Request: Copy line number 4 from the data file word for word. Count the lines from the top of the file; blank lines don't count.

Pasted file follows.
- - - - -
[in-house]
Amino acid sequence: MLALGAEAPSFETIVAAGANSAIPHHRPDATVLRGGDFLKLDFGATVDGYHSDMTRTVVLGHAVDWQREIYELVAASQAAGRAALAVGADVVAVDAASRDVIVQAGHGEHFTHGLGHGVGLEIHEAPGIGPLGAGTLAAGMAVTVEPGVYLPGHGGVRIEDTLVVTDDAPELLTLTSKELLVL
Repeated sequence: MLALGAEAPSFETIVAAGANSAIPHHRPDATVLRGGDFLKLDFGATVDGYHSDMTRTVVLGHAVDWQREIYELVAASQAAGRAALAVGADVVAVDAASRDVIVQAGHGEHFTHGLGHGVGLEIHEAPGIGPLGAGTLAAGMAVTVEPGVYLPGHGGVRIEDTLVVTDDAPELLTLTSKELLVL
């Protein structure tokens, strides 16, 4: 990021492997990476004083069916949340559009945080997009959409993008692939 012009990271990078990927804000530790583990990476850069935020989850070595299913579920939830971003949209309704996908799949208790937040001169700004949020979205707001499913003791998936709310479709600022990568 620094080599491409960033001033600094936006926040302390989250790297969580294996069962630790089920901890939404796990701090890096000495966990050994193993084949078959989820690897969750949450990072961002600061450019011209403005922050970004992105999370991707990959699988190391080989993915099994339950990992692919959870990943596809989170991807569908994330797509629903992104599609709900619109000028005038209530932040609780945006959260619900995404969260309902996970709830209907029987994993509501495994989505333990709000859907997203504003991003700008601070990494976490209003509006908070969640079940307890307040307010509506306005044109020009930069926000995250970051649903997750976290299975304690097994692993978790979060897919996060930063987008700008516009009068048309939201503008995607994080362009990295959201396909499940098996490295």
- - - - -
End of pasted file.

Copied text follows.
């Protein structure tokens, strides 16, 4: 990021492997990476004083069916949340559009945080997009959409993008692939 012009990271990078990927804000530790583990990476850069935020989850070595299913579920939830971003949209309704996908799949208790937040001169700004949020979205707001499913003791998936709310479709600022990568 620094080599491409960033001033600094936006926040302390989250790297969580294996069962630790089920901890939404796990701090890096000495966990050994193993084949078959989820690897969750949450990072961002600061450019011209403005922050970004992105999370991707990959699988190391080989993915099994339950990992692919959870990943596809989170991807569908994330797509629903992104599609709900619109000028005038209530932040609780945006959260619900995404969260309902996970709830209907029987994993509501495994989505333990709000859907997203504003991003700008601070990494976490209003509006908070969640079940307890307040307010509506306005044109020009930069926000995250970051649903997750976290299975304690097994692993978790979060897919996060930063987008700008516009009068048309939201503008995607994080362009990295959201396909499940098996490295």